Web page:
Grint: I don’t know. I don’t think it’s put me off. There’s pros and cons. Harry Potter could be at times quite suffocating. It did take up our whole lives. So yeah, I suppose there would be tiny bit of reluctance. Now that I’m out of it, I can see beyond it and it’s nice to have a real life, and do things you want. There’s a lot of freedom in that. But yeah, I think it all depends on the material.

Who knows – maybe a role as another Resistance pilot, or as a key character to unveiling Rey’s mysterious past will come up. Make it happen, Disney!

The Huff Post representative also asked where they’d like to think their Potter characters will be in the future.

As we know, Ron and Hermione were married with two children (Rose and Hugo) at Nineteen Years Later, all of whom attended the 427th Quidditch World Cup in 2014. Ron and Hermione’s relationship seems to be going well – that is, unless you take Rupert Grint’s word for it:

Grint: [laughs] I would expect Ron has probably divorced Hermione already. I don’t think that relationship would have done very well.

Lynch: What?!

Like living in his own, low-rent bachelor pad?

Grint: Yeah. Exactly. He’s living on his own, in a little one-bedroom apartment. He hasn’t got a job.

Lynch: Don’t say divorced. Say they’ve split up. They can reconcile.

Grint: Yeah, they’re briefly separated.

Ron is on Tinder doing horribly…

Grint: Yeah!

Lewis: Living in a one-bedroom studio apartment all alone, doing nothing. He lives in Kings Cross, right in that area.

Evanna took a more career-related view for Luna, and we can definitely see this happening:

Lynch: I think Luna would have an adventure documentary series. She becomes a naturalist, and I think she’d travel the world and have a show. I could be a wildlife narrator.

Like a David Attenborough of the wizard world?

Lynch: Yeah, and she would prove all her creatures exist. Everyone is so dubious of her, and I’d like her to show they’re real.

Anybody else want this to become a mini-series?!

Katie Leung had aspirations for her character – we love her no-nonsense view of Cho:

Katie Leung: I reckon Cho would probably have become a really successful entrepreneur, and really cold and ruthless.

Lynch: Oh my god! [laughs]

[Interviewer] I like this. 

Leung: Yeah, she’s cried all the tears she could cry, and now she’s become real cold and heartless.

Lewis: This is dark! I love this!

[Interviewer] What kind of entrepreneur? She runs a tech company? Or a developer who tears down bachelor pads like Ron’s?

Leung: Yeah, yeah, that! Exactly.

Lynch: Oh…

Matthew Lewis bases his on information he received from J.K. Rowling herself, and even works Rupert’s view of Ron into his vision:

Lewis: Oh god. Neville works at the school, right? So he’s a professor, just enjoying that. Maybe he’s trying to get Ron a job, man. And he keeps throwing it back in his face, like, “I don’t need your help, Neville; Jesus, just leave it.” And I’m like, “Come on, it’s fine, we’ll sort it out, just trying to get you back into the fold.” Yeah, him and Hermione don’t see eye to eye because I’ve taken Ron’s side in the relationship, obviously. They’ve got everyone split off, friends wise. I don’t know who you guys chose? Did you choose Hermione?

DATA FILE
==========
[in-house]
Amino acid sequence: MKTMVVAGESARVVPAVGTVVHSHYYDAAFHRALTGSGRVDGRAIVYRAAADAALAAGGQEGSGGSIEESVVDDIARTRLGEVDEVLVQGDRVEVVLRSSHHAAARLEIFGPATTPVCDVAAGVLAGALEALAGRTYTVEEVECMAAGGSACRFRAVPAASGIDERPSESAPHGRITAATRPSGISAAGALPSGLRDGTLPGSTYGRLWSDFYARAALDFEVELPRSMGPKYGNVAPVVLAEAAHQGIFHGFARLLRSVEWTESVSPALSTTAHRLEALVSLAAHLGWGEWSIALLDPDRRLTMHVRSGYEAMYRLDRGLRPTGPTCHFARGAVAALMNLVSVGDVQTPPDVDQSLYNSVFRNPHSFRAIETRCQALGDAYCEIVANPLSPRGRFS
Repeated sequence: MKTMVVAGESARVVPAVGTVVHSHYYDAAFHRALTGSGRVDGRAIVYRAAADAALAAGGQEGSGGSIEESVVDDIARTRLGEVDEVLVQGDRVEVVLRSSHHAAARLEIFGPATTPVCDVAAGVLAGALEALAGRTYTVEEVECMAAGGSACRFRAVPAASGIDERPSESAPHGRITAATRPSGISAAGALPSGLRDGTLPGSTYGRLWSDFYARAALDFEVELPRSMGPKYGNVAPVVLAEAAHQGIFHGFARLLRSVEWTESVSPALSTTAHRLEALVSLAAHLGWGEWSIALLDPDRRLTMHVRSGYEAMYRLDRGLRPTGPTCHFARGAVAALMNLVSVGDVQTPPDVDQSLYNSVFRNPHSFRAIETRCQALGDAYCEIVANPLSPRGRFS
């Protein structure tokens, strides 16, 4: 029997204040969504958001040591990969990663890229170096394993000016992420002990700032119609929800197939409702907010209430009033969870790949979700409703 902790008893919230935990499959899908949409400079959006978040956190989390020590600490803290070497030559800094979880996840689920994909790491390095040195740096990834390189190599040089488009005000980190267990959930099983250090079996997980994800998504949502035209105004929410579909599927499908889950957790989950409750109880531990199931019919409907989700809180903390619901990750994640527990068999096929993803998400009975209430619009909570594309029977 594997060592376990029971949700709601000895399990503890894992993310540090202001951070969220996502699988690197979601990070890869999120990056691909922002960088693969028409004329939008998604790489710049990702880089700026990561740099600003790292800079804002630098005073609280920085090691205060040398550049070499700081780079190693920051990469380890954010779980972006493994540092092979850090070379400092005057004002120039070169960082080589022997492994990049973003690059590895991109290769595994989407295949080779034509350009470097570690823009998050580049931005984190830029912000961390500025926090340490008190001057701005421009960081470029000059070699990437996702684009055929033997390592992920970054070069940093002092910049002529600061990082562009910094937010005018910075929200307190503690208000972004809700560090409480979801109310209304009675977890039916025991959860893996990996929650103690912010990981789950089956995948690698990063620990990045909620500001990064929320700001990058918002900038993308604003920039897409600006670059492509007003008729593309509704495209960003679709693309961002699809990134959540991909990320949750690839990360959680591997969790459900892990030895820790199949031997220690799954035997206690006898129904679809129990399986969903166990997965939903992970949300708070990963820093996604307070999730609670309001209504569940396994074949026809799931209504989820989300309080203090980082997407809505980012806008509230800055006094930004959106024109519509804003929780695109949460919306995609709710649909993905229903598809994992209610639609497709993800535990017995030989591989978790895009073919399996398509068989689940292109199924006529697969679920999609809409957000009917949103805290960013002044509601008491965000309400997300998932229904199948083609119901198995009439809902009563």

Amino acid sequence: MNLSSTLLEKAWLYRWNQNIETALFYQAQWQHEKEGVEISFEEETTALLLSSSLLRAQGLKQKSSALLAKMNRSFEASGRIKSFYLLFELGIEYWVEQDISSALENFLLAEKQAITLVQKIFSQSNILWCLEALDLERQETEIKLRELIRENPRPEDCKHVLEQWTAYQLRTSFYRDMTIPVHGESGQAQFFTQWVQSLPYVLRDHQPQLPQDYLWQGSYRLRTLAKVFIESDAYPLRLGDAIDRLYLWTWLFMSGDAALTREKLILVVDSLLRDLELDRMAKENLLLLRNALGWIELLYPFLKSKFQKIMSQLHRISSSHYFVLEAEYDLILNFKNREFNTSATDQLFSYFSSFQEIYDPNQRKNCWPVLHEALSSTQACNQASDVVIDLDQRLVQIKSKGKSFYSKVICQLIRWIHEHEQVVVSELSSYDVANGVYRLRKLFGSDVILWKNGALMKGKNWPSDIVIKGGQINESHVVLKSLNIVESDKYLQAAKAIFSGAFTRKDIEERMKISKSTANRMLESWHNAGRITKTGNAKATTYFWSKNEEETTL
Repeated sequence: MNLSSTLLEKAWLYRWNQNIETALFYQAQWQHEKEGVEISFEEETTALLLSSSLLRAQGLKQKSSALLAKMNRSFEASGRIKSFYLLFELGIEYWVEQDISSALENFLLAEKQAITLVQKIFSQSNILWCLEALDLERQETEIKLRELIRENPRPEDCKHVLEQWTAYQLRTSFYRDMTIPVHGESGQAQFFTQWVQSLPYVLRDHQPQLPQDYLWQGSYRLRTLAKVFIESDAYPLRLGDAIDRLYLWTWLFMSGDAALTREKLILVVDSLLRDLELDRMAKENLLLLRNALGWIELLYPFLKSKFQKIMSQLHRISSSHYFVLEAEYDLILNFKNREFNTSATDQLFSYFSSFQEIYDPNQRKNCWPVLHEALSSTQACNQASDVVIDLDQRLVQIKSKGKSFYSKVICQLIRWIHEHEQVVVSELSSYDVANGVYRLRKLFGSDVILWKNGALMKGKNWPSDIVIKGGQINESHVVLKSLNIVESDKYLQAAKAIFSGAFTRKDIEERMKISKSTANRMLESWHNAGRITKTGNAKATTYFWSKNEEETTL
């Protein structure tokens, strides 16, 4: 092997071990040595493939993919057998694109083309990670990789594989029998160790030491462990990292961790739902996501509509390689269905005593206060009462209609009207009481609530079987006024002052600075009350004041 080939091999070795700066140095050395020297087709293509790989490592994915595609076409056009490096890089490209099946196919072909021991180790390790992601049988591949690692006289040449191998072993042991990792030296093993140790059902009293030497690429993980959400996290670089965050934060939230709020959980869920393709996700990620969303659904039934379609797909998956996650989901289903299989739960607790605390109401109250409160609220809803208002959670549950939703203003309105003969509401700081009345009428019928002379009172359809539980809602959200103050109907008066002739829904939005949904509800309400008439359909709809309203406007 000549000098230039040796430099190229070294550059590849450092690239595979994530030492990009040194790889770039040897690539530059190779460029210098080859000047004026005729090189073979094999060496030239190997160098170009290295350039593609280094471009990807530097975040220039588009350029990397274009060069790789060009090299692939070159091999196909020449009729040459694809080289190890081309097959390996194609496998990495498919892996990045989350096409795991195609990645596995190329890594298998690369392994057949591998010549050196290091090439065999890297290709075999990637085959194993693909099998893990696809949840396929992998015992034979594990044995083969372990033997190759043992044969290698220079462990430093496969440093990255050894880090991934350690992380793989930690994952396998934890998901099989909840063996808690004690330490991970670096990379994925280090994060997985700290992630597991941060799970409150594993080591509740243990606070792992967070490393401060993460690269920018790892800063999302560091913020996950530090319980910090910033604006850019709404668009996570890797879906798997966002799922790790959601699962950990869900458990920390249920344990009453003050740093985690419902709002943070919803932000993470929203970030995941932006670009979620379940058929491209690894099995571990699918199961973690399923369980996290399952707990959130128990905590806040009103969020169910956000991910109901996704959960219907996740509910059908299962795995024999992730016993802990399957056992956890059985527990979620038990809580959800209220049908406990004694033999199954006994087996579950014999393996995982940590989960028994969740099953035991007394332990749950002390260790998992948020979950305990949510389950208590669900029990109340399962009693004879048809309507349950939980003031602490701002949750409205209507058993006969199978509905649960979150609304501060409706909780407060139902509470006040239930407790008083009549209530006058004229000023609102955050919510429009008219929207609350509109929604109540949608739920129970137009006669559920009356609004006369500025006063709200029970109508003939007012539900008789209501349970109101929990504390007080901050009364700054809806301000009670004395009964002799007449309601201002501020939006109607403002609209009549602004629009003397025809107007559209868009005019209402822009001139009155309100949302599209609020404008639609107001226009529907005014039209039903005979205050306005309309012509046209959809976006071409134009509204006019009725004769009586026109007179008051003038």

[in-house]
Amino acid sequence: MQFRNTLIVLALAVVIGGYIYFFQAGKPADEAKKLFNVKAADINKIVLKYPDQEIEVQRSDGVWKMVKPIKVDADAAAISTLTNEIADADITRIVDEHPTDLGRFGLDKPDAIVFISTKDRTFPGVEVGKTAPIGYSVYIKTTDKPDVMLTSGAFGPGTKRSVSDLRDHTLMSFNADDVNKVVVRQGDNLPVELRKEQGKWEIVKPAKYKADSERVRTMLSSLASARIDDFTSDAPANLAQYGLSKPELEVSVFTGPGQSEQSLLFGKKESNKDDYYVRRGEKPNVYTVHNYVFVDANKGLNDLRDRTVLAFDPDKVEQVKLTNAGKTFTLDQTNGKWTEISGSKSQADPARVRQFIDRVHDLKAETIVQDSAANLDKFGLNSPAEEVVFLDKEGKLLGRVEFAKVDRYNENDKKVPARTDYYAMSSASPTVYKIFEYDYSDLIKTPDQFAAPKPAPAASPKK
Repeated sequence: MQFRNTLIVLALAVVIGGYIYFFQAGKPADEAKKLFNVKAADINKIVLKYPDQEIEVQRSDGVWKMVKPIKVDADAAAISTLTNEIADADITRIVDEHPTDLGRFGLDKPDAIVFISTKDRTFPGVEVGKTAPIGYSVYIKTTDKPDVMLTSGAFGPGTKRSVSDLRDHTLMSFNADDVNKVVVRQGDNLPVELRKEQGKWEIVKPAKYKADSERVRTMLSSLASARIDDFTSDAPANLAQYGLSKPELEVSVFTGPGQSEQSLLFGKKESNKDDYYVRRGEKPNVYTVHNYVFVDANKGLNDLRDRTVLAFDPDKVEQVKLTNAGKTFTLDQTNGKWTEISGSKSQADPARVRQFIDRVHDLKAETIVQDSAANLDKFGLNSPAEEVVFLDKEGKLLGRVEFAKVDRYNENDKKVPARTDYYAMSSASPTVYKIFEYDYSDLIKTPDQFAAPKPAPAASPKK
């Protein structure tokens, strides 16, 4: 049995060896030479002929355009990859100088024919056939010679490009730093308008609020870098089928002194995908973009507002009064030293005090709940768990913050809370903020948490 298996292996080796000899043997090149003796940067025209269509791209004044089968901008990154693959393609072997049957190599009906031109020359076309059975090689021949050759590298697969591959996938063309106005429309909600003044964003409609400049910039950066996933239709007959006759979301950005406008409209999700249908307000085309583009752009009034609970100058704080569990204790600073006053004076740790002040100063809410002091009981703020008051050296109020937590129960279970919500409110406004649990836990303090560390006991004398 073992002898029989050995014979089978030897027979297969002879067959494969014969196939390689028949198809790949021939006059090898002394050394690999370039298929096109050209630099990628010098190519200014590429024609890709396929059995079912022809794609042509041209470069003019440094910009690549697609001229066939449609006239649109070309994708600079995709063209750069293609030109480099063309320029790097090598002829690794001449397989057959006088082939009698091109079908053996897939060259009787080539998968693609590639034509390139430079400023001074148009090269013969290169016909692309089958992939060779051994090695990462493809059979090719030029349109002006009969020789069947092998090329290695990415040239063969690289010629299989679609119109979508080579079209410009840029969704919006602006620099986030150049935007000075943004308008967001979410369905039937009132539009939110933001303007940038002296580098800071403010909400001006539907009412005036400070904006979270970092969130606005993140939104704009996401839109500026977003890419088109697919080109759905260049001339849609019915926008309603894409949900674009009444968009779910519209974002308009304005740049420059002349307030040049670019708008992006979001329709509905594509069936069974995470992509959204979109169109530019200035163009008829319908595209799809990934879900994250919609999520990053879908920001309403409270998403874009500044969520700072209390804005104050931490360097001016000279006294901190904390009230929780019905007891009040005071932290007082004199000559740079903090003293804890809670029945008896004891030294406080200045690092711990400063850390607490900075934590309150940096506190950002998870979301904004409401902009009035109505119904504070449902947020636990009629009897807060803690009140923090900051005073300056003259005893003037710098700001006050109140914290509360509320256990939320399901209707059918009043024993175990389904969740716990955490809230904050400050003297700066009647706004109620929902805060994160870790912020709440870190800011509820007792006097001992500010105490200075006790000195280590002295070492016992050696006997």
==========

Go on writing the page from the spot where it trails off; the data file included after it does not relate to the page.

Lynch: Ron!

Leung: No, Ron.

Lewis: Are you Ron as well? Jeez, Hermione is thin on the ground with friends!

Leung: Well, I’ll go with Hermione, then.

Lynch: I think Ron would need more help. Hermione would handle herself better.

Grint: Yeah, he’s in a bad way.

[Interviewer] But Ron could have a job as a replacement for Mr. Filch

Grint: Yeah!

Lewis: Yeah, I’ll get you in as the caretaker of the school, man. We’ll sort it out. Don’t worry about it.

Grint: Just get me out there. Just get me out of the house.

Lynch: And we’ll get you back together.

Read the full interview here!

Hollywood Life‘s interview focussed on J.K. Rowling’s newest endeavour: Cursed Child. Rupert Grint thinks they’ve made a huge mistake!:

“Um yeah, I think they made a huge mistake in not casting me,” 

He reportedly said, but of course he was joking – we’re all sure Paul Thornley is going to do an amazing job!

 “No, no. I think it’s going to amazing, that it’s going on, and I can’t wait to see it.”

In a similar vein to his interview with MTV, Matthew Lewis spoke about feeling like his role as Neville was complete:

“I feel like the story arch that Jo wrote and that we tried our best to put on screen was a complete one,”

“I took that journey and finished it the way I wanted to. He will always hold a fun place in my heart, but I don’t feel like there is more that I can do with Neville. I’m happy to leave him.”

Evanna Lynch, however, has something to say about not being cast!:

“I don’t feel that way at all …  As happy as I am that they are exploring the universe and that there are new stories in the universe, I’m so angry I’m not a part of it…100% I’d go back and do more.”

Read the full Hollywood Life interview here

So there you have it – Evanna will soon be portraying a Resistance Pilot, the Wizarding World’s very own David Attenborough, and a West End star (kidding, unfortunately). 

You can read more about cast interviews from A Celebration of Harry Potter here and here!